Build Muscles as a Vegan or Vegetarian
Many vegan and vegetarian athletes manage to compete and do well without relying on animal products for protein. The meat and dairy industries have done a very good job of marketing their products; convincing most of the country that there’s no way to get the protein, calcium, and nutrition we need without their help. Can’t really blame them though, since it is their job to sell their product and be convincing, but they may have done too good of a job.
Most of us get way more protein than we need. Many experts believe that the average sedentary American is getting around 50% more than they can possibly use. That’s extra calories and, if it comes from meat and dairy, extra saturated fat and cholesterol too. If you are consuming more calories than your body can use, it stores much of the excess as fat. Too much protein also puts a strain on the liver and kidneys as the body tries to deal with what isn’t being incorporated into enzymes, muscles, cellular membranes, and connective tissue by storing it or dumping it. Those not working out regularly should be eating only a fraction of the protein they get and could use less refined sugar, saturated fat, cholesterol, and calories in general too.
Part of the problem is we all eat like we’re major athletes, even when we spend most of our time chained to a desk and sitting at a computer for most of the day. Our bodies are still running on the instincts that served them well for thousands of years when humanity had to actively work for food. We spent our days in fields, hunting, fishing, dragging heavy loads, carrying large jugs of water, pulling carts, pushing stones, lifting, crouching, bending, and moving more in one day than many of us manage in a week now.
Our bodies are hardwired to desire food often, beg for the richest, densest foods, and store the excess because these yearnings kept us from going extinct. The modern world has changed the way we should treat food and ourselves. Either we need to actually seek out the exercise that served to balance our eating or we need to eat less. These are our choices if we want to counteract the deadly combination of more accessible food, sedentary living, and the body’s natural tendencies to store or dump what it doesn’t need.
If you want to build muscle, then you get to continue eating well. Athletes require more protein than non-athletes. They also need more calories as an active body burns through fuel more effectively and more rapidly. This may surprise many, but getting the protein and calories you need are both possible on a vegan or vegetarian diet. All plant food contains protein in some amount, from sweet fruit to leafy green, and as stated earlier most of us get too much.
The average American only needs between .5 and .8 grams of protein per pound of body weight each day. That amount is easily supplied with protein-rich plants. Beans, legumes, lentils, nuts, nut butters, seeds, and grain all contain fairly large amounts of protein. There are also vegan protein powder supplements available that come from brown rice, pea, hemp, and other amino acid rich plant sources. Most plants aren’t considered “complete” proteins as they may be lacking in one or two essential amino acids, but this is easily counteracted by eating a variety of food. The old idea that vegans need to carefully pair protein sources with each meal to supply their protein needs has been debunked. The body doesn’t store amino acids long term, but it takes time to digest and absorb protein. Amino acids remain in the body for days and the correct combinations do not have to occur during the same meal or even the same day as long as you are getting all the essential amino acids throughout a 3 to 4 day period.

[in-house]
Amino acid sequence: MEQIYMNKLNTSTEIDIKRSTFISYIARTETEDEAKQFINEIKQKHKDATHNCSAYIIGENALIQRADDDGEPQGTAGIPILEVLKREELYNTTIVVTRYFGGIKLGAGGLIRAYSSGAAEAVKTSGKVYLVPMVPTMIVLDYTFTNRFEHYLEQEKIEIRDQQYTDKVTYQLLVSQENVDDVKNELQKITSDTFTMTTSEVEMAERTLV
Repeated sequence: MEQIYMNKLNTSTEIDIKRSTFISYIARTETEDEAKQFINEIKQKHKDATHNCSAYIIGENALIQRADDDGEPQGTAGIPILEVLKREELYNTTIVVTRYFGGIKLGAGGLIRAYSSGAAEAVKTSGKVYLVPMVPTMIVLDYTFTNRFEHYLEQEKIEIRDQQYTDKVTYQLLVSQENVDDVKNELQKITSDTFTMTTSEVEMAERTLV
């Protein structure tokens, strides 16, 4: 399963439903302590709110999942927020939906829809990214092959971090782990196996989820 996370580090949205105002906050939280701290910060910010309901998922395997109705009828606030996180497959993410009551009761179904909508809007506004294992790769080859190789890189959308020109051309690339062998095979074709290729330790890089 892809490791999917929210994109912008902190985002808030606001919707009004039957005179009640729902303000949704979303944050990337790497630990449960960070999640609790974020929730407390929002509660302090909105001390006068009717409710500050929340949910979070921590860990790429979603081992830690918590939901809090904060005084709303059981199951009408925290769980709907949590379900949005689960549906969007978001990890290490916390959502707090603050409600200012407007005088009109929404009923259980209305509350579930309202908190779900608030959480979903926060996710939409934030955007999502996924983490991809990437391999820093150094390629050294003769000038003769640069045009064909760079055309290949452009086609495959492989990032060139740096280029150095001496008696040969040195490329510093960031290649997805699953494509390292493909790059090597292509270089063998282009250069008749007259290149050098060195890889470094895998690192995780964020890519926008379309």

Athletes should get between .7 and 2 grams of protein per pound of body weight each day, depending on what types of exercise they do and how active they are. This is still easily possible on a vegan diet. They also need more calories. Many athletes choose to eat several small meals and snacks throughout the day to supply them with the energy demands of a more active diet.
A more casual athlete may just need to add a few snacks throughout the day. A handful of nuts, hummus on crackers, almond butter on toast, or a good protein smoothie with chia seeds or coconut oil after a workout is a good way to speed recovery and get protein to the torn muscle fibers quickly.
Protein isn’t the magic bullet or the only thing you need to build muscle. If it were, building muscle would be much easier and practically everyone would be muscular and fit. That isn’t the case. The body needs complex carbohydrates to fuel workouts, boost stamina, and supply the power source behind building and repairing muscle tissue. It also needs good fats to supply energy, control inflammation, and also aid in cellular repair. Then the body needs the right conditions to tear muscle before it can be built back up.
It’s hard to tell you what to do in the form of exercise as a vegan or vegetarian to build muscle. It all depends on what you want to accomplish and the type of muscle you wish to build. To build bulkier muscle, you want to do more strength training, lift heavy weights with low repetitions in short, intense sessions. You want to rotate through different muscle groups, focusing on one once a week. For leaner muscle, you’ll want to do more cardio and lift lighter weights with more repetitions for longer, but still intense, sessions. Work out consistently, several times a week, but give each muscle group time to heal.
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